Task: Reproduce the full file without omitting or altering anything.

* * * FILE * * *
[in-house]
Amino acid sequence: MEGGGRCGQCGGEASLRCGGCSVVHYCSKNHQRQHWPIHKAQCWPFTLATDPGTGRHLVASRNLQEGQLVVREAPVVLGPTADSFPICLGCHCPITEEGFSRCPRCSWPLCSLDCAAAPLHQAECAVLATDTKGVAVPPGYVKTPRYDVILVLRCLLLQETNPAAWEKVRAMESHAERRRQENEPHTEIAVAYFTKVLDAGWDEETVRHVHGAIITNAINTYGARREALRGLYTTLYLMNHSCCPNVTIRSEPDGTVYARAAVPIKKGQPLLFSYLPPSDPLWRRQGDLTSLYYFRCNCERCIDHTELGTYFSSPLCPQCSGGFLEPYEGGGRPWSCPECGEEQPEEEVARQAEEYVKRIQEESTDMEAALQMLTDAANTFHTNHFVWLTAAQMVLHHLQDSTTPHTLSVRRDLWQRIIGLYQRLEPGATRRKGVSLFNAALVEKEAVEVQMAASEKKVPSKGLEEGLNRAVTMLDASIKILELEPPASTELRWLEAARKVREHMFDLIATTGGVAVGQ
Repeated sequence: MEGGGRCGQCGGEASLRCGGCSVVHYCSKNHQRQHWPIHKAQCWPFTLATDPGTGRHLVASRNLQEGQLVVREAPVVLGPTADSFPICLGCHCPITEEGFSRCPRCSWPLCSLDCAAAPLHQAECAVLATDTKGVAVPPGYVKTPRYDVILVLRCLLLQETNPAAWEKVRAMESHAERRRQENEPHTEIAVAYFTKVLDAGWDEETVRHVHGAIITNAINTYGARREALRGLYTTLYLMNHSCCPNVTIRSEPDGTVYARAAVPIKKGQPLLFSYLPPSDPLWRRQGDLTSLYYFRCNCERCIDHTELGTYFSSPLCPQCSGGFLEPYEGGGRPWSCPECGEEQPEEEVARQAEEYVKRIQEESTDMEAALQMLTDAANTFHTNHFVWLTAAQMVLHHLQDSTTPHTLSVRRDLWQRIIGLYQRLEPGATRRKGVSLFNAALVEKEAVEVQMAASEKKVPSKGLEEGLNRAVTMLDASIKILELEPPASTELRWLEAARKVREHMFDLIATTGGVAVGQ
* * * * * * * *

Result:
[in-house]
Amino acid sequence: MEGGGRCGQCGGEASLRCGGCSVVHYCSKNHQRQHWPIHKAQCWPFTLATDPGTGRHLVASRNLQEGQLVVREAPVVLGPTADSFPICLGCHCPITEEGFSRCPRCSWPLCSLDCAAAPLHQAECAVLATDTKGVAVPPGYVKTPRYDVILVLRCLLLQETNPAAWEKVRAMESHAERRRQENEPHTEIAVAYFTKVLDAGWDEETVRHVHGAIITNAINTYGARREALRGLYTTLYLMNHSCCPNVTIRSEPDGTVYARAAVPIKKGQPLLFSYLPPSDPLWRRQGDLTSLYYFRCNCERCIDHTELGTYFSSPLCPQCSGGFLEPYEGGGRPWSCPECGEEQPEEEVARQAEEYVKRIQEESTDMEAALQMLTDAANTFHTNHFVWLTAAQMVLHHLQDSTTPHTLSVRRDLWQRIIGLYQRLEPGATRRKGVSLFNAALVEKEAVEVQMAASEKKVPSKGLEEGLNRAVTMLDASIKILELEPPASTELRWLEAARKVREHMFDLIATTGGVAVGQ
Repeated sequence: MEGGGRCGQCGGEASLRCGGCSVVHYCSKNHQRQHWPIHKAQCWPFTLATDPGTGRHLVASRNLQEGQLVVREAPVVLGPTADSFPICLGCHCPITEEGFSRCPRCSWPLCSLDCAAAPLHQAECAVLATDTKGVAVPPGYVKTPRYDVILVLRCLLLQETNPAAWEKVRAMESHAERRRQENEPHTEIAVAYFTKVLDAGWDEETVRHVHGAIITNAINTYGARREALRGLYTTLYLMNHSCCPNVTIRSEPDGTVYARAAVPIKKGQPLLFSYLPPSDPLWRRQGDLTSLYYFRCNCERCIDHTELGTYFSSPLCPQCSGGFLEPYEGGGRPWSCPECGEEQPEEEVARQAEEYVKRIQEESTDMEAALQMLTDAANTFHTNHFVWLTAAQMVLHHLQDSTTPHTLSVRRDLWQRIIGLYQRLEPGATRRKGVSLFNAALVEKEAVEVQMAASEKKVPSKGLEEGLNRAVTMLDASIKILELEPPASTELRWLEAARKVREHMFDLIATTGGVAVGQ